Just a few years ago, the good folks at Columbia Records were telling music journalists that a brand new band -- Foster the People -- was ready to blow up and become a major hit-maker.
Journalists hear that all the time and generally watch as the group comes through town, does a respectable show and sinks back into oblivion. So perhaps it's not surprising that many journalists were left kicking themselves when Foster the People not only blew up but made its 2010 debut album "Torches" a Grammy Award contender. The one solace was that the writers were in good company, with Dr. Dre and Jimmy Iovine among the industry brain trust with whom the band had met and apparently been dismissed before it hit it big, band founder Mark Foster told Rolling Stone.
"We haven't had much time to write. We've been on tour nonstop coming up on two years," said bassist Cubbie Fink, in what might be one of the major understatements of the year in discussing the group's upcoming local show. "What little free time we did have this year, we did get into the studio and scratch the surface [for a new album]. But we haven't really done any official writing in a while."
|Foster the People with the Kooks and Kimbra|
|Where: Merriweather Post Pavilion, 10475 Little Patuxent Parkway, Columbia|
|When: 5:30 p.m. Sunday|
|Info: $35 to $45; 877-435-9849; merriweathermusic.com|
Not that the band is worried about it from any aspect. Once the group hunkers down, the songs will be there, said Fink. And until then, the group has had a lot of fun playing its current songs and mixing up the show to keep it interesting.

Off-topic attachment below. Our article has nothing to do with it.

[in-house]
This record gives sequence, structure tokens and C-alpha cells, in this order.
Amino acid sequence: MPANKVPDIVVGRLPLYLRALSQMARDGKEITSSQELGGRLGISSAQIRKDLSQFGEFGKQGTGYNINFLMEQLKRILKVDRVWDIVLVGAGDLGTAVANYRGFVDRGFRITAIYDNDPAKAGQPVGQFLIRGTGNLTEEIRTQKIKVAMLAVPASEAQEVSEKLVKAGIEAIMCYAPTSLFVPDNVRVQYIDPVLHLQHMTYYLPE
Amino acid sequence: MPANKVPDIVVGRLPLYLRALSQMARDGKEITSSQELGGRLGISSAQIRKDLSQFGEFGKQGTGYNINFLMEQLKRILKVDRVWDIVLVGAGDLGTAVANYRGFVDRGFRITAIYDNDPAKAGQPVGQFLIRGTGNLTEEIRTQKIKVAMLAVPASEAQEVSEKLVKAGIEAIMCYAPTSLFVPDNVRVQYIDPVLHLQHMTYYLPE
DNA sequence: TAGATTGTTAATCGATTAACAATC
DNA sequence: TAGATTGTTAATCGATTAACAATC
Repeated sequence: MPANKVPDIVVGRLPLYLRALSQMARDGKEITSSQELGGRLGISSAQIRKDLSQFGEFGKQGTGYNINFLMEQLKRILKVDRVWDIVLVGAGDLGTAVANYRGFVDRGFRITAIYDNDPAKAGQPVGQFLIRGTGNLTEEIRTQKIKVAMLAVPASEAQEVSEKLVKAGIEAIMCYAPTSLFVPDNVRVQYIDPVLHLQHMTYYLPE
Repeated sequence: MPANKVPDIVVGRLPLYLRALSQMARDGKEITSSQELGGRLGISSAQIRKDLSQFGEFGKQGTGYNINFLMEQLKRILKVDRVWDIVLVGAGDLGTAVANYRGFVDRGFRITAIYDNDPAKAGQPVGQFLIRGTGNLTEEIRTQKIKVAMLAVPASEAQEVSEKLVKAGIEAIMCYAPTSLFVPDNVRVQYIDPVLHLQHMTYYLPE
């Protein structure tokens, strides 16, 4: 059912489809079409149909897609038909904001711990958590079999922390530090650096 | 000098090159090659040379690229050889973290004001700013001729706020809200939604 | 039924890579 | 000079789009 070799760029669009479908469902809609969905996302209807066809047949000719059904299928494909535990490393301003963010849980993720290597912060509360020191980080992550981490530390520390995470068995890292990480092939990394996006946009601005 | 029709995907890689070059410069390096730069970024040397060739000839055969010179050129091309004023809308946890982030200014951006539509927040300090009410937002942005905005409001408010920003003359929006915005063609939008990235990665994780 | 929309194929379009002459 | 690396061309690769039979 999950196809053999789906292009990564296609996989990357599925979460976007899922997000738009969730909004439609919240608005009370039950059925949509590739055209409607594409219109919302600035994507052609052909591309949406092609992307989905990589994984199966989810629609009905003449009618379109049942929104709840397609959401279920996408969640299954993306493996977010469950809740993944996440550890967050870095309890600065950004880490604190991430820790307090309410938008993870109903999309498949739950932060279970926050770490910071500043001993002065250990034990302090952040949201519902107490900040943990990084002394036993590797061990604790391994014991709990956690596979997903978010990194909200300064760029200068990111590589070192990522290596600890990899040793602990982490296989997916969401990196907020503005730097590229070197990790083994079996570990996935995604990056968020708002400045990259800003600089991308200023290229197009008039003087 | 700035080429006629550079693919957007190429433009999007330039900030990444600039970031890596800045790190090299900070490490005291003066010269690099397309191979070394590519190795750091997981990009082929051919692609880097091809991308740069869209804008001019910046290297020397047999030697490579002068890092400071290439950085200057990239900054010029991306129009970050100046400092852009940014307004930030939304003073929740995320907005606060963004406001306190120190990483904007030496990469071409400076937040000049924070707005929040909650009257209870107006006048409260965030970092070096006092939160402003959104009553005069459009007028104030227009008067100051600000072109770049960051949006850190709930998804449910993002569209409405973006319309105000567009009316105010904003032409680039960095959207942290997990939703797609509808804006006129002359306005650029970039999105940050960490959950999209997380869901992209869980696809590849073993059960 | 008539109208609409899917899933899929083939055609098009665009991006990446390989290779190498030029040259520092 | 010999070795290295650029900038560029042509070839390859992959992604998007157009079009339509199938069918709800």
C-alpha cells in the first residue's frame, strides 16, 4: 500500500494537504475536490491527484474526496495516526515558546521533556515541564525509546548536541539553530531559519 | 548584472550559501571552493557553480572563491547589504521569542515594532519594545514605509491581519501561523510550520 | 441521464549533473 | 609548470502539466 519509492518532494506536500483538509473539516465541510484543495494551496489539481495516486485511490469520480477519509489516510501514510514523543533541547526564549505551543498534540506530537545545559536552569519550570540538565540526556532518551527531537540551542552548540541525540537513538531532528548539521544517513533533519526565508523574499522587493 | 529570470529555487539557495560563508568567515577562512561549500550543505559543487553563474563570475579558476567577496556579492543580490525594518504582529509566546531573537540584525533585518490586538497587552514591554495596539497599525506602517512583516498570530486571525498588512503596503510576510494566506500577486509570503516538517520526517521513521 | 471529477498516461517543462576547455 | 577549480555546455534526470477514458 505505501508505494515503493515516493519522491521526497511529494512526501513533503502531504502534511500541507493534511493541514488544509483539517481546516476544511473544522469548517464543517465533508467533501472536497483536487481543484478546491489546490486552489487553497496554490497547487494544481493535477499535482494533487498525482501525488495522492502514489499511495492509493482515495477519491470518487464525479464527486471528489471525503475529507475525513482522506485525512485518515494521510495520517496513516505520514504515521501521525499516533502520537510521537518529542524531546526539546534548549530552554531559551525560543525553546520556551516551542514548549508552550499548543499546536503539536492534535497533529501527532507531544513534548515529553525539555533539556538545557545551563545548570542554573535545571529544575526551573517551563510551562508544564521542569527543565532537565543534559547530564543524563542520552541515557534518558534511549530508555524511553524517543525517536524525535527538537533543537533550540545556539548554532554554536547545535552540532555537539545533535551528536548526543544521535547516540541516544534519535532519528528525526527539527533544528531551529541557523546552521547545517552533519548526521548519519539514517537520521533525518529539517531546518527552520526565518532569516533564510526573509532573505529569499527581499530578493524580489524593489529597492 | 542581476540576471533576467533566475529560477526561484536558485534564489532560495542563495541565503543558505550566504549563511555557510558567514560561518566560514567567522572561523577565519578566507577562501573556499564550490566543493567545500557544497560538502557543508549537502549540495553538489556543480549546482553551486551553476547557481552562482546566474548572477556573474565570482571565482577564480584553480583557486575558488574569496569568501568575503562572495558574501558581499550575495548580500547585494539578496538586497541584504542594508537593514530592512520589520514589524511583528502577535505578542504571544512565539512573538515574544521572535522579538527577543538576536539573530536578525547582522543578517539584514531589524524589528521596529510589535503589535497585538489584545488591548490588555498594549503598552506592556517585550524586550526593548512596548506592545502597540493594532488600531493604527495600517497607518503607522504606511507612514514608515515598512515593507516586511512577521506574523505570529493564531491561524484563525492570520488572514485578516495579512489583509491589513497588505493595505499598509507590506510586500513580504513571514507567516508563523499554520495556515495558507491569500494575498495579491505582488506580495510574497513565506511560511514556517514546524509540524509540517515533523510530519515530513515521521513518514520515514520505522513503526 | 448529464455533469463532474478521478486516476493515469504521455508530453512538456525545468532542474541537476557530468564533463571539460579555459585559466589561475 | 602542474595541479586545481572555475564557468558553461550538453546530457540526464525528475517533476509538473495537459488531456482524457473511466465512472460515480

"The show is ever-evolving," Fink said. "The one thing that is definitely a constant is the music, but we play a lot of different instruments, there's a lot of interaction between what we designed and what we have going on musically. It's a full sensory experience. The music is the foundation, but we are able to create an environment [fans will] remember, something they haven't seen before."
Fink is hesitant to put too many specifics out there for fear of spoiling the show. Although he plays bass, tambourine, cowbell, maracas, synthesizer and more -- and his band mates follow suit with a variety of instrumentation -- Fink was quick to point out that the group won't bust into any hourlong eclectic jams.
"It's theatrical, very stimulating," he said by way of a hint at specifics for the show. "We are all from creative backgrounds, different parts of the arts, and it's something that's in our blood. ... We all care very much what we play on stage and have gone to great lengths to make the show as alive as possible."
With such attitudes, it's not a stretch to believe the band is here to stay.